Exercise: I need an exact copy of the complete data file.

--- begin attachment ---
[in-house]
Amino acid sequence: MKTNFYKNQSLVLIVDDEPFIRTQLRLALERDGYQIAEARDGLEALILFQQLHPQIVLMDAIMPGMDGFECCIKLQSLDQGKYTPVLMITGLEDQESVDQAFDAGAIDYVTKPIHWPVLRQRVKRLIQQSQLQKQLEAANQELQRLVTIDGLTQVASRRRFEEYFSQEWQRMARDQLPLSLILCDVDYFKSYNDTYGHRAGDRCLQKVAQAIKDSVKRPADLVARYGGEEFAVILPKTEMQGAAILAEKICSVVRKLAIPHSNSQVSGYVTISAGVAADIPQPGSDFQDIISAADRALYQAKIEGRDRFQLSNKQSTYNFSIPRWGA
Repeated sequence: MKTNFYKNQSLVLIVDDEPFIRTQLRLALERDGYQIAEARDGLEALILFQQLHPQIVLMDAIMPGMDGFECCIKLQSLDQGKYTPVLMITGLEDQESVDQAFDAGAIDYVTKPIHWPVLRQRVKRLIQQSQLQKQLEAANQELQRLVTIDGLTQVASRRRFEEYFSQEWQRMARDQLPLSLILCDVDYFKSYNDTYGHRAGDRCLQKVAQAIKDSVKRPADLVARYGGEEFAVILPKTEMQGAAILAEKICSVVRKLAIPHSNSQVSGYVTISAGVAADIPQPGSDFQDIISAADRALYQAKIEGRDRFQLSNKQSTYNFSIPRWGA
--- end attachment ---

[in-house]
Amino acid sequence: MKTNFYKNQSLVLIVDDEPFIRTQLRLALERDGYQIAEARDGLEALILFQQLHPQIVLMDAIMPGMDGFECCIKLQSLDQGKYTPVLMITGLEDQESVDQAFDAGAIDYVTKPIHWPVLRQRVKRLIQQSQLQKQLEAANQELQRLVTIDGLTQVASRRRFEEYFSQEWQRMARDQLPLSLILCDVDYFKSYNDTYGHRAGDRCLQKVAQAIKDSVKRPADLVARYGGEEFAVILPKTEMQGAAILAEKICSVVRKLAIPHSNSQVSGYVTISAGVAADIPQPGSDFQDIISAADRALYQAKIEGRDRFQLSNKQSTYNFSIPRWGA
Repeated sequence: MKTNFYKNQSLVLIVDDEPFIRTQLRLALERDGYQIAEARDGLEALILFQQLHPQIVLMDAIMPGMDGFECCIKLQSLDQGKYTPVLMITGLEDQESVDQAFDAGAIDYVTKPIHWPVLRQRVKRLIQQSQLQKQLEAANQELQRLVTIDGLTQVASRRRFEEYFSQEWQRMARDQLPLSLILCDVDYFKSYNDTYGHRAGDRCLQKVAQAIKDSVKRPADLVARYGGEEFAVILPKTEMQGAAILAEKICSVVRKLAIPHSNSQVSGYVTISAGVAADIPQPGSDFQDIISAADRALYQAKIEGRDRFQLSNKQSTYNFSIPRWGA